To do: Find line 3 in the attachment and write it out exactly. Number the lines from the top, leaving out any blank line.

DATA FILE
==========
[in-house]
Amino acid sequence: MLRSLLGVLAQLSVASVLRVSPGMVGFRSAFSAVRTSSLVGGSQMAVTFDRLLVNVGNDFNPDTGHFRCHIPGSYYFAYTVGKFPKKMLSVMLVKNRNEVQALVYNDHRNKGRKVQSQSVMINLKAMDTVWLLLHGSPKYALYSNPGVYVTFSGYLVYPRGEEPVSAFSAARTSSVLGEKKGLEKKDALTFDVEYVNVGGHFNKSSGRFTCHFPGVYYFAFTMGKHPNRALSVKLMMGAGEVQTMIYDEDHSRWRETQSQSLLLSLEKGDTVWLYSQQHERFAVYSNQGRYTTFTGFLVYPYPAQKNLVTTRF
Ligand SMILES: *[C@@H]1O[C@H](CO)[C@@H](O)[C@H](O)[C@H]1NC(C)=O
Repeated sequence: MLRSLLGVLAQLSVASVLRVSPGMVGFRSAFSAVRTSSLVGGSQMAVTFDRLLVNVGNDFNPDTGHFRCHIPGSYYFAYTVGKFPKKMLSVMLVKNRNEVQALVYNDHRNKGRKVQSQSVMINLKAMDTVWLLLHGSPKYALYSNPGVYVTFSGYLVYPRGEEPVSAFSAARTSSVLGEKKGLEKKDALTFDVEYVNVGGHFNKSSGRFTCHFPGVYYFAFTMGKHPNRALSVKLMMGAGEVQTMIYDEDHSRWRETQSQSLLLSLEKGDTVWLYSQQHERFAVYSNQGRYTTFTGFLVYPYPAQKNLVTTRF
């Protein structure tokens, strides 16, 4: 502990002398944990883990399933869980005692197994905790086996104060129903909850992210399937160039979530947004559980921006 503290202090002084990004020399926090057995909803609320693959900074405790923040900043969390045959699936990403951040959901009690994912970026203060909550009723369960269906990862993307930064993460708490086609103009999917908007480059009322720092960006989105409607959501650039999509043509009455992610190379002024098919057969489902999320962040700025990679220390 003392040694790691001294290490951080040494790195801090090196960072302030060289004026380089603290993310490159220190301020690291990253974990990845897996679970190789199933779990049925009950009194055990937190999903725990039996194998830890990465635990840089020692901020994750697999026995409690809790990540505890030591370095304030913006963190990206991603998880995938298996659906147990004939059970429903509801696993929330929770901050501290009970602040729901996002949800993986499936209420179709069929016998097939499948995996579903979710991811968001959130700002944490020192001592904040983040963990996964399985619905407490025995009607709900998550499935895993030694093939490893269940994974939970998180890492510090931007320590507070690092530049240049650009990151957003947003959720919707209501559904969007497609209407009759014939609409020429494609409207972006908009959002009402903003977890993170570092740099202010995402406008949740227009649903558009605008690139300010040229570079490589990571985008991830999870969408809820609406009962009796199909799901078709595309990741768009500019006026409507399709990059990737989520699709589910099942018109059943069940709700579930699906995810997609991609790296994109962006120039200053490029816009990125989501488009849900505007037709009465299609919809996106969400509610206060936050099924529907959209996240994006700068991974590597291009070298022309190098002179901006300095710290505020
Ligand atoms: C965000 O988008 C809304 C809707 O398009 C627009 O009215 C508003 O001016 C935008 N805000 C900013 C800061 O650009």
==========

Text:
Ligand SMILES: *[C@@H]1O[C@H](CO)[C@@H](O)[C@H](O)[C@H]1NC(C)=O